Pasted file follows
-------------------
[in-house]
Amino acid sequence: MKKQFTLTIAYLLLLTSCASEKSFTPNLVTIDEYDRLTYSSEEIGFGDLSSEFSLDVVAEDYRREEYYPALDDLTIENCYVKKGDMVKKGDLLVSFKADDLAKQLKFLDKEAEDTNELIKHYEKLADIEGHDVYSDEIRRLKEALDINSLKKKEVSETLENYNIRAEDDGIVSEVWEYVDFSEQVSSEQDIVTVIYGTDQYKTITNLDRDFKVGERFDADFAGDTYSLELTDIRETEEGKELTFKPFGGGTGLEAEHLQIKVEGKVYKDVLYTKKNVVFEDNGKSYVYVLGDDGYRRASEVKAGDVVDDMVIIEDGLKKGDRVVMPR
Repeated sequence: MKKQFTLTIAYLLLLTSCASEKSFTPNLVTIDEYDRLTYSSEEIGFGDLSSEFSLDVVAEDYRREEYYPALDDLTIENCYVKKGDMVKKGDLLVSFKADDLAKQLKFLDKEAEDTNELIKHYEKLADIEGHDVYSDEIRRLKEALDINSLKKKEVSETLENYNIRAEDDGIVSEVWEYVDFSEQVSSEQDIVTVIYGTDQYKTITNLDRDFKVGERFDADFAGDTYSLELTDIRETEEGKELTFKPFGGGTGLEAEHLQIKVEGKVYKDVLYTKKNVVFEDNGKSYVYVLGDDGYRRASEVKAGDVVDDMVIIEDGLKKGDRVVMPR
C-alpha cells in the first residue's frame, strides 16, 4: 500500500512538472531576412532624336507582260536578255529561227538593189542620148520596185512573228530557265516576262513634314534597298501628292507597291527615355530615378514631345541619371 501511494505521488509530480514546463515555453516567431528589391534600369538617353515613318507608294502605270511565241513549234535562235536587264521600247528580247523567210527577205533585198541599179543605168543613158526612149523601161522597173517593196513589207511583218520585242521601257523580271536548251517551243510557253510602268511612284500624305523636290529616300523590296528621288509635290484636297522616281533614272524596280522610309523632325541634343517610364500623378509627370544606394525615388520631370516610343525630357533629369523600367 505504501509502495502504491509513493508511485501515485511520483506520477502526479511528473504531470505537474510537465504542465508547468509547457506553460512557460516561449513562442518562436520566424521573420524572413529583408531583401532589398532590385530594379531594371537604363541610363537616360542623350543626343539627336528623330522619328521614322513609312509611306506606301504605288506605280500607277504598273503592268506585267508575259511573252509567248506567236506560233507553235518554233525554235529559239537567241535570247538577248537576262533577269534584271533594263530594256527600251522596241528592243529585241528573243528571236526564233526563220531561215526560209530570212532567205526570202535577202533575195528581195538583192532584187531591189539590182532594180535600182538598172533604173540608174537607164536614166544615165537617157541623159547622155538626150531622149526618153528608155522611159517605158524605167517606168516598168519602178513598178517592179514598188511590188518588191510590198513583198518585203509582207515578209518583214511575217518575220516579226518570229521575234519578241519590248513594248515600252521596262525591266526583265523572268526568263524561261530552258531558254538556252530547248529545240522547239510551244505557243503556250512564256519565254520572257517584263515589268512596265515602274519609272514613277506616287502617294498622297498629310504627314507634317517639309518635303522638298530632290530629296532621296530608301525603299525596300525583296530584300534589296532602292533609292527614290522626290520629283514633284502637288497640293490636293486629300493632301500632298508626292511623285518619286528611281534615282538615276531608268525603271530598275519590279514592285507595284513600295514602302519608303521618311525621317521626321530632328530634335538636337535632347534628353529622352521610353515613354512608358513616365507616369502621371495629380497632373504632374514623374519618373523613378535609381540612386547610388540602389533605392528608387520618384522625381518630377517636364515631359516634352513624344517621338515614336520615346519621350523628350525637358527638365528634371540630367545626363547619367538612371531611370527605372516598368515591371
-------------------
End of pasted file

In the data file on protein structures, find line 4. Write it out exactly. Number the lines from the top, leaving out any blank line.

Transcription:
C-alpha cells in the first residue's frame, strides 16, 4: 500500500512538472531576412532624336507582260536578255529561227538593189542620148520596185512573228530557265516576262513634314534597298501628292507597291527615355530615378514631345541619371 501511494505521488509530480514546463515555453516567431528589391534600369538617353515613318507608294502605270511565241513549234535562235536587264521600247528580247523567210527577205533585198541599179543605168543613158526612149523601161522597173517593196513589207511583218520585242521601257523580271536548251517551243510557253510602268511612284500624305523636290529616300523590296528621288509635290484636297522616281533614272524596280522610309523632325541634343517610364500623378509627370544606394525615388520631370516610343525630357533629369523600367 505504501509502495502504491509513493508511485501515485511520483506520477502526479511528473504531470505537474510537465504542465508547468509547457506553460512557460516561449513562442518562436520566424521573420524572413529583408531583401532589398532590385530594379531594371537604363541610363537616360542623350543626343539627336528623330522619328521614322513609312509611306506606301504605288506605280500607277504598273503592268506585267508575259511573252509567248506567236506560233507553235518554233525554235529559239537567241535570247538577248537576262533577269534584271533594263530594256527600251522596241528592243529585241528573243528571236526564233526563220531561215526560209530570212532567205526570202535577202533575195528581195538583192532584187531591189539590182532594180535600182538598172533604173540608174537607164536614166544615165537617157541623159547622155538626150531622149526618153528608155522611159517605158524605167517606168516598168519602178513598178517592179514598188511590188518588191510590198513583198518585203509582207515578209518583214511575217518575220516579226518570229521575234519578241519590248513594248515600252521596262525591266526583265523572268526568263524561261530552258531558254538556252530547248529545240522547239510551244505557243503556250512564256519565254520572257517584263515589268512596265515602274519609272514613277506616287502617294498622297498629310504627314507634317517639309518635303522638298530632290530629296532621296530608301525603299525596300525583296530584300534589296532602292533609292527614290522626290520629283514633284502637288497640293490636293486629300493632301500632298508626292511623285518619286528611281534615282538615276531608268525603271530598275519590279514592285507595284513600295514602302519608303521618311525621317521626321530632328530634335538636337535632347534628353529622352521610353515613354512608358513616365507616369502621371495629380497632373504632374514623374519618373523613378535609381540612386547610388540602389533605392528608387520618384522625381518630377517636364515631359516634352513624344517621338515614336520615346519621350523628350525637358527638365528634371540630367545626363547619367538612371531611370527605372516598368515591371